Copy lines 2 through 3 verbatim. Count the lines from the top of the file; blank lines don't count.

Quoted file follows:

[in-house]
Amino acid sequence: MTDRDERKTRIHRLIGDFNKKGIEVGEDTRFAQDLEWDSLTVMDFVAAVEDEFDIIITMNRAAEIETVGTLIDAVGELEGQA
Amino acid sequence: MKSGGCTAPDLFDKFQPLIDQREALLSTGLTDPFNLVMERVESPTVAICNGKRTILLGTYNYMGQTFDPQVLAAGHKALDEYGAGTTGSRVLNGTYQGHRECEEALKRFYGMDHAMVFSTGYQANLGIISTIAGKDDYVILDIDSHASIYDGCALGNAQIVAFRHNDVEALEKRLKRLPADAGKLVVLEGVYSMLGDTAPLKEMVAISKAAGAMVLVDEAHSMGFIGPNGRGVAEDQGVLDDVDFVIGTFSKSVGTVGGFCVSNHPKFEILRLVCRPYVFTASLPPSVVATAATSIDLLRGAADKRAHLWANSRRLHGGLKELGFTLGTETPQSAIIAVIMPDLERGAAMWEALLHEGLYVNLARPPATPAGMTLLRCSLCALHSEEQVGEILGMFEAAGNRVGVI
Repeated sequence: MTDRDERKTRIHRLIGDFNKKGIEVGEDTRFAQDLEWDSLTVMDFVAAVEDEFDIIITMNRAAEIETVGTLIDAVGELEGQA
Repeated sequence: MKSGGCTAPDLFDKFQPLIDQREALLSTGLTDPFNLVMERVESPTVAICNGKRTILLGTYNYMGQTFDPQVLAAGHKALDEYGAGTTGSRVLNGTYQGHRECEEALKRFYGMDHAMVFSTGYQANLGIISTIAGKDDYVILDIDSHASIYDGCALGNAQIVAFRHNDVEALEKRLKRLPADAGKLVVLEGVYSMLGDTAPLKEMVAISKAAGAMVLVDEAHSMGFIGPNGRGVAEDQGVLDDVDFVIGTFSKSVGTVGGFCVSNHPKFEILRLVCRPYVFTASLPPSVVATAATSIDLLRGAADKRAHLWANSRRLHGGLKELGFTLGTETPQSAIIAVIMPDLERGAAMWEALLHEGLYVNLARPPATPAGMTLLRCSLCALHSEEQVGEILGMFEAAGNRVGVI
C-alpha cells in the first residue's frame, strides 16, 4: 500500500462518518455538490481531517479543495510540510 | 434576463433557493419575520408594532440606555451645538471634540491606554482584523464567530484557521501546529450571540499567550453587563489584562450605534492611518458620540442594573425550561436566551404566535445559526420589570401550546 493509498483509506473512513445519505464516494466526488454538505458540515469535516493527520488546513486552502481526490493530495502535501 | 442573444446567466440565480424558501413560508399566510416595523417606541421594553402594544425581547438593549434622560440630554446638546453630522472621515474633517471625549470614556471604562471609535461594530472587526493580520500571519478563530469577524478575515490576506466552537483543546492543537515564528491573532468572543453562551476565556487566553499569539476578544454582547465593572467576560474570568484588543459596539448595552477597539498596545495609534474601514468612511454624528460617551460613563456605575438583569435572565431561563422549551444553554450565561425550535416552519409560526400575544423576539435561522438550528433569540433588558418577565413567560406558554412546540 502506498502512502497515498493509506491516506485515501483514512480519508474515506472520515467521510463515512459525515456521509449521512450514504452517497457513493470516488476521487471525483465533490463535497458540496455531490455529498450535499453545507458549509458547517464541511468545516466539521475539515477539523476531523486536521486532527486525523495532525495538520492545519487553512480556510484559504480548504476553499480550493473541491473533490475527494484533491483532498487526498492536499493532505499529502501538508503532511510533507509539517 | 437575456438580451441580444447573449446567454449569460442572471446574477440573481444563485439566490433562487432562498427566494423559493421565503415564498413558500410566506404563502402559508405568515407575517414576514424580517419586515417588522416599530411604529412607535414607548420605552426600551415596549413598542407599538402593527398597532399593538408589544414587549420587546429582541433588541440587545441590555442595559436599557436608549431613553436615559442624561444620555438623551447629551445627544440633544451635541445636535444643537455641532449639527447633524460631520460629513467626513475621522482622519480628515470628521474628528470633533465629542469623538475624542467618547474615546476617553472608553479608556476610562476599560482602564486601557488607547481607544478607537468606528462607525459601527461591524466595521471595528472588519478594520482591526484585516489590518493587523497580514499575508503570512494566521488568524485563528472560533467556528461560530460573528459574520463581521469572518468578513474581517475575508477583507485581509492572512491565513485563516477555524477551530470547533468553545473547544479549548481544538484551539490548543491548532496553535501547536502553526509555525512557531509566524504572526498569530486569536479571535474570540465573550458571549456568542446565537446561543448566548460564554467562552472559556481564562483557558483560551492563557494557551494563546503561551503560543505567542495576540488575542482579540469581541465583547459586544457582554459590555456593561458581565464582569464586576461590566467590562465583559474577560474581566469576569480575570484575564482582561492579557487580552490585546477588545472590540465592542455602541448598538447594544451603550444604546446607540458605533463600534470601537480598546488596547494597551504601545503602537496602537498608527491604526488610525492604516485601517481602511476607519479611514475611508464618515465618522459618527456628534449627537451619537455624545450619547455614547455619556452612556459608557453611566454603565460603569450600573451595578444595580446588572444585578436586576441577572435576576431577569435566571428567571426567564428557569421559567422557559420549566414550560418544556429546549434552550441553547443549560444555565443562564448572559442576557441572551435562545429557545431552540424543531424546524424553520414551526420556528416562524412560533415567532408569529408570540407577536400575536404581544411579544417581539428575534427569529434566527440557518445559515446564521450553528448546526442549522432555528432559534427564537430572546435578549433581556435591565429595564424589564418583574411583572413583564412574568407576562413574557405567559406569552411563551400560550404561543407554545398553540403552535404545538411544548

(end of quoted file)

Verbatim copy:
Amino acid sequence: MTDRDERKTRIHRLIGDFNKKGIEVGEDTRFAQDLEWDSLTVMDFVAAVEDEFDIIITMNRAAEIETVGTLIDAVGELEGQA
Amino acid sequence: MKSGGCTAPDLFDKFQPLIDQREALLSTGLTDPFNLVMERVESPTVAICNGKRTILLGTYNYMGQTFDPQVLAAGHKALDEYGAGTTGSRVLNGTYQGHRECEEALKRFYGMDHAMVFSTGYQANLGIISTIAGKDDYVILDIDSHASIYDGCALGNAQIVAFRHNDVEALEKRLKRLPADAGKLVVLEGVYSMLGDTAPLKEMVAISKAAGAMVLVDEAHSMGFIGPNGRGVAEDQGVLDDVDFVIGTFSKSVGTVGGFCVSNHPKFEILRLVCRPYVFTASLPPSVVATAATSIDLLRGAADKRAHLWANSRRLHGGLKELGFTLGTETPQSAIIAVIMPDLERGAAMWEALLHEGLYVNLARPPATPAGMTLLRCSLCALHSEEQVGEILGMFEAAGNRVGVI